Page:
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November 19, 2009
A top psychiatrist at Walter Reed warned Fort Hood about Hasan
This is really looking bad for the brass at Fort Hood. One of the top psychiatrists at Walter Reed was so concerned about Hasan, that he wrote a memo outlining his belief in the terrorist's incompetence and reckless behavior.
Daniel Swerdling of NPR has the scoop:
Two years ago, a top psychiatrist at Walter Reed Army Medical Center was so concerned about what he saw as Nidal Hasan's incompetence and reckless behavior that he put those concerns in writing. NPR has obtained a copy of the memo, the first evaluation that has surfaced from Hasan's file. That's not all. The behavior the psychiatrist bases this memo on is just incredible:
Officials at Walter Reed sent that memo to Fort Hood this year when Hasan was transferred there.
Nevertheless, commanders still assigned Hasan - accused of killing 13 people in a mass shooting at Fort Hood on Nov. 5 - to work with some of the Army's most troubled and vulnerable soldiers.
The Damning Memo
On May 17, 2007, Hasan's supervisor at Walter Reed sent the memo to the Walter Reed credentials committee. It reads, "Memorandum for: Credentials Committee. Subject: CPT Nidal Hasan." More than a page long, the document warns that: "The Faculty has serious concerns about CPT Hasan's professionalism and work ethic. ... He demonstrates a pattern of poor judgment and a lack of professionalism." It is signed by the chief of psychiatric residents at Walter Reed, Maj. Scott Moran.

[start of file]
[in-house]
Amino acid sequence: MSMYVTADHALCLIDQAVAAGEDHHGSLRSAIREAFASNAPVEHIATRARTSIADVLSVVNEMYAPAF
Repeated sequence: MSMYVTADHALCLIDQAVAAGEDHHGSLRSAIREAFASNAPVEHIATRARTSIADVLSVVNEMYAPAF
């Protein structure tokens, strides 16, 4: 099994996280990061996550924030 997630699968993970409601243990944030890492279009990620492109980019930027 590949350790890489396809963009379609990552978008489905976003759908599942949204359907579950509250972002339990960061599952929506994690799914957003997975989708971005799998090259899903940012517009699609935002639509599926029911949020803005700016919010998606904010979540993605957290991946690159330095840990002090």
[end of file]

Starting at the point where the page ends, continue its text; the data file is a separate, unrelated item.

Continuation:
When shown the memo, two leading psychiatrists said it was so damning, it might have sunk Hasan's career if he had applied for a job outside the Army.
The memo ticks off numerous problems over the course of Hasan's training, including proselytizing to his patients. It says he mistreated a homicidal patient and allowed her to escape from the emergency room, and that he blew off an important exam. I think the case is irrefutable for the Army bending over backward not to dismiss an incompetent due to his religious beliefs and ethnic background. There's no other logical explanation - unless you want to posit the idea that the brass at Fort Hood - indeed, everywhere - need courses in remedial reading.
According to the memo, Hasan hardly did any work: He saw only 30 patients in 38 weeks. Sources at Walter Reed say most psychiatrists see at least 10 times that many patients. When Hasan was supposed to be on call for emergencies, he didn't even answer the phone.
Will this lead to any concrete changes? A congressional investigation that recommended common sense changes might be in order - except the Obama administration refuses to cooperate. We'll see if that changes as more and more damning information surfaces that something was not right in the case of Nidal Hasan.